Posted on 16 Mar 2023 by Ray Heffer
I’m constantly seeking new opportunities to enhance my expertise and broaden my understanding in the field of cyber. In 2021, I successfully completed the Certified Ethical Hacker (CEH) exam offered by EC-Council, followed by the CISSP last year—both of which showcased diverse aspects of cybersecurity. In my day-to-day work, I collaborate with both security engineering teams and CISOs, as I hop from one meeting to the next, which requires me to transition between technical and strategic discussions. This skill has proven to be incredibly valuable in my career.
As someone who has always been deeply immersed in the technical aspects of cybersecurity, I find it essential to maintain and nurture that passion, even as I continue to evolve in my career. Participating in Capture The Flag (CTF) challenges during my evenings allows me to stay up to date with my hands-on skills. This is why I find the Offensive Security Certified Professional (OSCP) exam so appealing. OffSec has revamped the PEN-200 exam to better align with the modern world of cybersecurity. They’ve introduced Learning Units, Learning Objectives, Module Exercises, and Capstone Exercises, and the course has also undergone significant restructuring, with some modules removed
The decision to remove Buffer Overflows from the PEN-200 course material and exam reflects a shift in focus towards more modern and prevalent attack vectors in today’s cybersecurity landscape. While Buffer Overflows are still relevant in certain scenarios, their importance has been diminishing as new technologies, architectures, and security measures emerge. I was actually enjoying the BoF labs, but oh well!
By removing Buffer Overflows from the course content, OffSec seems to have made room for other topics, such as Web Application Attacks, Privilege Escalation, and Active Directory exploitation. This change aims to provide students with a more well-rounded and up-to-date understanding of real-world cybersecurity challenges.
However, it’s important to note that the removal of Buffer Overflows from the course material does not mean that I should ignore this type of vulnerability altogether. I still need to maintain a solid understanding of Buffer Overflow concepts, as they can still be encountered in specific situations.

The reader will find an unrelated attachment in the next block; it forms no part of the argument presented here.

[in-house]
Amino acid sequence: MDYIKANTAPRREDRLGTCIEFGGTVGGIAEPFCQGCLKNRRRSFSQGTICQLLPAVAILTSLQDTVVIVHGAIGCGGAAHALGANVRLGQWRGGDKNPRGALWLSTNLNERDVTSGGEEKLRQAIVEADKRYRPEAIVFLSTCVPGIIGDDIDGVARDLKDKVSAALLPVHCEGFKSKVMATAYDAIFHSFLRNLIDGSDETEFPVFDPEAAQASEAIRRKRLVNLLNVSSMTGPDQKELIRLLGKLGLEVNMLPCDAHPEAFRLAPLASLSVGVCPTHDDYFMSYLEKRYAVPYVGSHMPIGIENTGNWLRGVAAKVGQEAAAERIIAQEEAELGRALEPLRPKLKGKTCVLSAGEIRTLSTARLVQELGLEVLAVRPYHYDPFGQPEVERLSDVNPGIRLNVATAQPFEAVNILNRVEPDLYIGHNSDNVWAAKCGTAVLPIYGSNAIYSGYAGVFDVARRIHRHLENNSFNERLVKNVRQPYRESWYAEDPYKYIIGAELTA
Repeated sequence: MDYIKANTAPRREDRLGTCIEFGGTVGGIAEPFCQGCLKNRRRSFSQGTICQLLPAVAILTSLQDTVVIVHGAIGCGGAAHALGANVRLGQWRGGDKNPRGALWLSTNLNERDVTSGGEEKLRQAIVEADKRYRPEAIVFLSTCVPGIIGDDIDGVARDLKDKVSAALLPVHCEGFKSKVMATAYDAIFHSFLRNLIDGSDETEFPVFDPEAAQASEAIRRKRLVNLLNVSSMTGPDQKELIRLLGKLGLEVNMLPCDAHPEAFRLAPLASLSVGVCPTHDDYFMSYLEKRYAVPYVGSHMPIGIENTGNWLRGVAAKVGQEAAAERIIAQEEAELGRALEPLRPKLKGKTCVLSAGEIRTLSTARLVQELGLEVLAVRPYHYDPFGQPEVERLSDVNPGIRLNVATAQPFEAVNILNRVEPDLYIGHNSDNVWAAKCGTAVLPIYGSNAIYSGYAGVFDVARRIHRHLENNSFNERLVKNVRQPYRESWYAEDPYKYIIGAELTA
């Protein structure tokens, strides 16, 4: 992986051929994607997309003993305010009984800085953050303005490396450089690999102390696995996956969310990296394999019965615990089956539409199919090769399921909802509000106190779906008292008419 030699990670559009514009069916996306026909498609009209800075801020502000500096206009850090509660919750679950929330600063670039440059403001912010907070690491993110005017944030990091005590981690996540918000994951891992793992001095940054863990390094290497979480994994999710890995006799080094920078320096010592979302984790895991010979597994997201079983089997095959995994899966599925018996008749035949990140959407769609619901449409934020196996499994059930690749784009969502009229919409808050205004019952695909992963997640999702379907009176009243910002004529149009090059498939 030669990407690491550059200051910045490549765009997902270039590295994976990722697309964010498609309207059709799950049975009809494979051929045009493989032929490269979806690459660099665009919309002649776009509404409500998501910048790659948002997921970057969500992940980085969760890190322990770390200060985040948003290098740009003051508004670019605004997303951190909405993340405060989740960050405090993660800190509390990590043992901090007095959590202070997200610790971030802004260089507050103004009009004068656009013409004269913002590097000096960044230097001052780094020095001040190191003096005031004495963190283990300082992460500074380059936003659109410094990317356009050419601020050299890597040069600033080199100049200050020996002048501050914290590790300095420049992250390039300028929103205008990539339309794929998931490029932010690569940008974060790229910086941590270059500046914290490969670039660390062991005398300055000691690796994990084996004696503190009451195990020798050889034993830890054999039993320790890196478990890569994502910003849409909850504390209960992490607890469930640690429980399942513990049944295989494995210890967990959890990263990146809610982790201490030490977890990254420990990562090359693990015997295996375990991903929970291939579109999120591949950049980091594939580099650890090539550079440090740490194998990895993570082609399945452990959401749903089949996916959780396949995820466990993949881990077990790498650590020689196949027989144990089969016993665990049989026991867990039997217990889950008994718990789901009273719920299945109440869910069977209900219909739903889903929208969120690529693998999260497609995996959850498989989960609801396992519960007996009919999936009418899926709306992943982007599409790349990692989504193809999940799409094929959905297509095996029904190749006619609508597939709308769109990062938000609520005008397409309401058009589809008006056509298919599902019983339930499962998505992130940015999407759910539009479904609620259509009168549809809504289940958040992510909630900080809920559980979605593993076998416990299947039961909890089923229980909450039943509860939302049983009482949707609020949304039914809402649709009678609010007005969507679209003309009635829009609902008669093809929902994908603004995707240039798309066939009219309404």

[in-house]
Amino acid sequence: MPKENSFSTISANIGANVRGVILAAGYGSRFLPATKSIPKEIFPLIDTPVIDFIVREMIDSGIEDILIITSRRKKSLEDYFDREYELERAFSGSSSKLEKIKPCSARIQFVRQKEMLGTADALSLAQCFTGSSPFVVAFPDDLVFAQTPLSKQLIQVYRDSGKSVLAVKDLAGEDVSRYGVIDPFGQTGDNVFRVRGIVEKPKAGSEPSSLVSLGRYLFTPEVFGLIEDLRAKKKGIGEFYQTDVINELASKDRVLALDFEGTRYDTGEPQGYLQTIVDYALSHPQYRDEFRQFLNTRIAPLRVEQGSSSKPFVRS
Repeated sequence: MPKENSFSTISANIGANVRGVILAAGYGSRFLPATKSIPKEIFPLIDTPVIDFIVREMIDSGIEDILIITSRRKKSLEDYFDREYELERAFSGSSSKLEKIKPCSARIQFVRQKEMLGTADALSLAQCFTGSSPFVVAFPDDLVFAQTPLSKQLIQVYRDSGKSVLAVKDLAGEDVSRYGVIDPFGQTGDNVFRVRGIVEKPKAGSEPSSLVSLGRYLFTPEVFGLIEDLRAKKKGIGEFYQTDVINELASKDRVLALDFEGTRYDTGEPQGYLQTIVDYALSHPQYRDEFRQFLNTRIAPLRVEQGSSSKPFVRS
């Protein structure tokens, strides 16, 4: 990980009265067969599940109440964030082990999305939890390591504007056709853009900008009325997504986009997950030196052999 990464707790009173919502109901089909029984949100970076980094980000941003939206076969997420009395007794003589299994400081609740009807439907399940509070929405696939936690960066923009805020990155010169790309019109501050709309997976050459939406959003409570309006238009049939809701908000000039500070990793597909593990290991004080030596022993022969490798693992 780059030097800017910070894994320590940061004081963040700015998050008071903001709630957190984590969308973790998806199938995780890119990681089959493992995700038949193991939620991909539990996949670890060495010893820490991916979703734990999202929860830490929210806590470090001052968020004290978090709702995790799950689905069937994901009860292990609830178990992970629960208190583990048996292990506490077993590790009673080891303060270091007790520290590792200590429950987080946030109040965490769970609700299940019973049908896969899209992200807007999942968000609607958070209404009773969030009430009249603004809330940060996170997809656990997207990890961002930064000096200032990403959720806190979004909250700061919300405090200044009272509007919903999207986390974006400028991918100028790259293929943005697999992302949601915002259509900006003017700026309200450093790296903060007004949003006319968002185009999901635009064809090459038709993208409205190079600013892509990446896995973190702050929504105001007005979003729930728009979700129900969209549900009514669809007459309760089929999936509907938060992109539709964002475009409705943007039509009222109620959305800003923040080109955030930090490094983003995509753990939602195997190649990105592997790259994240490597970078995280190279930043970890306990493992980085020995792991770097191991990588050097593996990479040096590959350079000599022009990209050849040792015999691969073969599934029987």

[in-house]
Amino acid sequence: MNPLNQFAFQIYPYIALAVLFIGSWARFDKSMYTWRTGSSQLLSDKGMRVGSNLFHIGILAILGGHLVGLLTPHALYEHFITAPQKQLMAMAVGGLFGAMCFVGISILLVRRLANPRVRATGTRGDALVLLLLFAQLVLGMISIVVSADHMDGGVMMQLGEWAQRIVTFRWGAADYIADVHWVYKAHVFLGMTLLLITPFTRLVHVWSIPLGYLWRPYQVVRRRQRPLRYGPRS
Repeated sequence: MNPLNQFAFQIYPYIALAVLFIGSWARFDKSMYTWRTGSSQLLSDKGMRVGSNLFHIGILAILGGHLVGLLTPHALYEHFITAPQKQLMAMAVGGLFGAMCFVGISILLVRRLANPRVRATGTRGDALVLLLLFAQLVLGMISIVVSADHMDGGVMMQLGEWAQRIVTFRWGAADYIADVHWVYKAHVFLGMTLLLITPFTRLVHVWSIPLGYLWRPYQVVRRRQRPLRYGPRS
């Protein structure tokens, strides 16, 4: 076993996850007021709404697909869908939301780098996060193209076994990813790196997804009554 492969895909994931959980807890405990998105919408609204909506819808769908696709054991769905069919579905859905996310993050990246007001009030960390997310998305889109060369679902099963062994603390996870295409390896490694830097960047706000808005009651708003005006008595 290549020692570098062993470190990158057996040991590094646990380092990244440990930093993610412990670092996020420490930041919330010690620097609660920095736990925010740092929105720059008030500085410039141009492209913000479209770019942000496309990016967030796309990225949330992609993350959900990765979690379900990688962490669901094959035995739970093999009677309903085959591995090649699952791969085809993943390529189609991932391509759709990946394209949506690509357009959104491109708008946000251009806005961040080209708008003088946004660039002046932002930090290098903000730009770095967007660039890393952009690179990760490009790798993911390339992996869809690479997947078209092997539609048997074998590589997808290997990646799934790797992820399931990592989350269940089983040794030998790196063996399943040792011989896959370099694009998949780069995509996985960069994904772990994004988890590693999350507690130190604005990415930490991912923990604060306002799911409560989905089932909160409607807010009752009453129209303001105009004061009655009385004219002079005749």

With the updated syllabus, I’ll need to adjust my study plan to account for the new content. I intend to focus on the areas that have undergone significant expansion, such as:
If you are embarking on the PEN-200 journey, make sure to download and review the free PEN-200 introductory module provided by OffSec. This will help you understand the new learning approach and set the foundation for my studies.
The updated PEN-200 exam also features a new lab architecture, which provides each student with their own environment. This setup consists of Challenge Labs, where learners can work through specific penetration testing problems at increasing levels of difficulty. I plan to tackle these labs sequentially, ensuring that I thoroughly understand each concept before moving on to the next challenge.
As for the exam itself, the most notable changes are the removal of the Buffer Overflow machine and the updated bonus points criteria. Since Buffer Overflows are no longer part of the course material, they will not be included in the exam. To qualify for bonus points, I’ll need to complete 80% of the 2023 Module exercises and submit
proof.txt for at least 30 PEN-200 (2023) Lab Machines. This requirement may include machines from both the 2022 and 2023 lab environments.
To ensure success, I’ll be adjusting my study plan to account for these changes. This means allocating more time to the areas that have seen significant updates, such as:
For those preparing to embark on the PEN-200 journey, make sure to download and review the free PEN-200 introductory module provided by Offensive Security. This resource will help you understand the new learning approach and lay the foundation for your studies.
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